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The Women Runners Who Broke The Stereotypes Changed My Life

The author (middle right) at a track meet in high school.
The author (middle right) at a track meet in high school.

The author (middle right) at a track meet in high school.

I love the peaceful resistance.

I love the living out of the truth that they knew inside them, despite the experts and society telling them the opposite.

I love the men and women—especially the men—who supported them (especially the men because they gained little by it—except, as you’ll catch if you read closely, the ones who hoped they could share their passion for running with their wives and girlfriends).

Here’s an excerpt from a link shared below:

A mile later, [Roberta] Gibb felt herself over-heating in her sweatshirt. She told her running partners that she wanted to toss it, but was worried about losing her cover. “Don’t worry, it’s a public road,” they said. “No one can stop you from running on it, and we won’t let anyone hurt you.”

The stories of Roberta Gibb and Katherine Switzer are not perfect because they are real stories. Their lives are not storybook because they are human lives. If I could write it, I’d have them be friends rather than two women doing the same thing, sharing the same love, effecting the same outcome, but being distracted by the spotlight. But that’s life. These women are not the only ones who lived out the truth, but they are the ones whose acting on it happened to intersect with a time and a place that gained them widespread attention and influence—the Boston Marathon, the height of masculine exertion and athletic achievement.

In another retelling of these events, Roberta Gibb wrote of the depression of the women in her mother’s generation, many of whom took prescription drugs to mask the disparity between their beliefs about themselves and who they really were. She tells of the joy and empowerment that these same women gained after running AROUND THE BLOCK after they realized that they could. It took brave, stubborn souls to show them what it was possible for them to do, what they COULD do but didn’t know it because they believed the messages that they were told!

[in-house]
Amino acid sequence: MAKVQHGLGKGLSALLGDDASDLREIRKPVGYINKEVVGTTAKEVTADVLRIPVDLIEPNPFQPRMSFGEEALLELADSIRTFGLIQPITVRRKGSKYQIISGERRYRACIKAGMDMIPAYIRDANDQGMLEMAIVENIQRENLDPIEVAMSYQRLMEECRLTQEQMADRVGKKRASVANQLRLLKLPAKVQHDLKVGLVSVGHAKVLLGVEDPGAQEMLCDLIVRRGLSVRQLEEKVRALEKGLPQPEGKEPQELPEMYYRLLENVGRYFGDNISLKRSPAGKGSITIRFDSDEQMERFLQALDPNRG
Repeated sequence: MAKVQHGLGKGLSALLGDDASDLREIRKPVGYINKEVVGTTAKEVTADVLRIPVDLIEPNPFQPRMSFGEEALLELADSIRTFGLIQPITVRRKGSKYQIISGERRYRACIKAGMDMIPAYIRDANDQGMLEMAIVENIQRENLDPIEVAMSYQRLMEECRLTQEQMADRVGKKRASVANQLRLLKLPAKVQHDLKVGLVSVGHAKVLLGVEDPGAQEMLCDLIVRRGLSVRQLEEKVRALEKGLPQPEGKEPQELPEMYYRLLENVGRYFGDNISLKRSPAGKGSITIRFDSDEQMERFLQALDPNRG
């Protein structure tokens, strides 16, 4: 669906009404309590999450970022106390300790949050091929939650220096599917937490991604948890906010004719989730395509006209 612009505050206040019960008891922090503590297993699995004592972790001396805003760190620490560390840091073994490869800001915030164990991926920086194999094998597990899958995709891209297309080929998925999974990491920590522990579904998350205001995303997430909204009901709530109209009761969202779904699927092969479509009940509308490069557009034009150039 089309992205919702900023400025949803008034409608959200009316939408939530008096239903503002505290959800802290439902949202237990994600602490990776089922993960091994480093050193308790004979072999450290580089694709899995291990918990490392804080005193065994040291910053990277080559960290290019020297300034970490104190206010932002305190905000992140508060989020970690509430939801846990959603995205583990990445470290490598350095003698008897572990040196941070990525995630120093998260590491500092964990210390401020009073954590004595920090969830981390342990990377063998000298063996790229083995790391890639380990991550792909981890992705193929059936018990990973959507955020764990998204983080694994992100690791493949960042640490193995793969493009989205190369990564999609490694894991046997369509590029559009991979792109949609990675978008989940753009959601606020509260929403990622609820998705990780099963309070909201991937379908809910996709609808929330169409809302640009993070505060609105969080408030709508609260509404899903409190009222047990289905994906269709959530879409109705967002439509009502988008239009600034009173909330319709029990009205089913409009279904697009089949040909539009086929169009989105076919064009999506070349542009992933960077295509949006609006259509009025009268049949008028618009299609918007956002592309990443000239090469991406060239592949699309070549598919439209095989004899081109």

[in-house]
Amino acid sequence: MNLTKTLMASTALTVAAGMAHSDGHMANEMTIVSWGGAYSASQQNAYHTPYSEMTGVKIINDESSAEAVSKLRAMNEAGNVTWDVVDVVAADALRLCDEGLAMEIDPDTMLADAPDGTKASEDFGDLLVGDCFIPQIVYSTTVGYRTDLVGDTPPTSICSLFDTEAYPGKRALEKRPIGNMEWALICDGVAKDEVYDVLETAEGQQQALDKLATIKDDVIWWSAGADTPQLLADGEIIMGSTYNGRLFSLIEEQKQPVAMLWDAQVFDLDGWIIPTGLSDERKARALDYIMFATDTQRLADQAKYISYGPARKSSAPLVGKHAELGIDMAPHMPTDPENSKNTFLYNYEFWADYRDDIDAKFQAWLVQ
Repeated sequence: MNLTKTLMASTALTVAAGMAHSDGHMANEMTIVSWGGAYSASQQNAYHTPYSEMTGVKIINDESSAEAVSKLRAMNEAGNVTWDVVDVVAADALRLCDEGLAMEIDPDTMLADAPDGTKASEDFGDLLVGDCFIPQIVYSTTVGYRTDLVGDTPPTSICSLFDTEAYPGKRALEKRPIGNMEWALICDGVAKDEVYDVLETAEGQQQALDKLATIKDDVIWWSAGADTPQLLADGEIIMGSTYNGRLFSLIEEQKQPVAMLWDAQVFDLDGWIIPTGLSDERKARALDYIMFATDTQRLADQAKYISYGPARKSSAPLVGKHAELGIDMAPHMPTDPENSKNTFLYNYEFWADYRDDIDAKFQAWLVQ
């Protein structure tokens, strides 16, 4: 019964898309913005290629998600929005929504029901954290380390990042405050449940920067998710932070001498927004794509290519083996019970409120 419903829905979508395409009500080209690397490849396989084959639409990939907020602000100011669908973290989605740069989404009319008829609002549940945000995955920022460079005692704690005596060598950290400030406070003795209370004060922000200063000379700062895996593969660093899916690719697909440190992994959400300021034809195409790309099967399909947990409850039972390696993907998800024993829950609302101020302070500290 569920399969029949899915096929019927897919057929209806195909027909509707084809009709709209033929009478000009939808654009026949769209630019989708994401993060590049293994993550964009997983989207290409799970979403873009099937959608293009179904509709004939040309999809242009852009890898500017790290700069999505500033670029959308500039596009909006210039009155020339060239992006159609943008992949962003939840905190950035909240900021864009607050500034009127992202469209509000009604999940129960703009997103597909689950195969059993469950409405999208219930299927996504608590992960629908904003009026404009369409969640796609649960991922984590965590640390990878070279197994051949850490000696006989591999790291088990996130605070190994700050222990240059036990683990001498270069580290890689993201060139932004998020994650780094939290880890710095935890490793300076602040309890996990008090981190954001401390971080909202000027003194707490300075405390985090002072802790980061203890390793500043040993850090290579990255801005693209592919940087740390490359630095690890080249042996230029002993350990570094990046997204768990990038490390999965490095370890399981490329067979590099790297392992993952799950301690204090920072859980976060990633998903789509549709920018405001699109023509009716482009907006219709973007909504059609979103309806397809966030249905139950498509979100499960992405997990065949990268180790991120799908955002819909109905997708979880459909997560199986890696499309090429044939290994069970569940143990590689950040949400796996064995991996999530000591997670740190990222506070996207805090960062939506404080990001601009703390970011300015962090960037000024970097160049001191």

Notice in the stories below, that they weren’t trying to accomplish anything other than to live out what they enjoyed. Gibb even went home right after running a marathon to look pretty while baking for the media, to prove that she really was a “real woman!”

I enjoy baking. I respect the women who make houses, homes, and who carry the essence of their families. The problem with our society of ONLY 50 YEARS AGO is that these were the only high achievements that women were thought to be capable of!

Kathrine Switzer and Roberta Gibb changed my life. These courageous women peacefully acted on what they knew to be the truth, and look where we are as a society today! I knew nothing of this past reality as a child athlete only 20 years later!

Here’s one account of Roberta Gibb’s story.
Here’s Kathrine Switzer’s similarly intriguing story.

And now, in 2016, I have running as my place of quietness, sanity and personal achievement, as a stay-at-home mother (by choice) to four gifted and strong young children, who holds a bachelor’s degree in Exercise Science, collegiate-level running memories, and experience in the business world. I get to run and write reviews of WOMEN’S running shoes, something that was unthinkable to my own grandma as a young mother, and I have an intelligent and hard-working husband who understands the priority for me to still be me.

The author with her family.

The author with her family.

Thank you, “Bobbi” Gibb and K.V. Switzer for spearheading the change of societal norms, and thank you to my husband, Dan, for embodying a strong man who uplifts his wife and cares for his children while living out his own passions.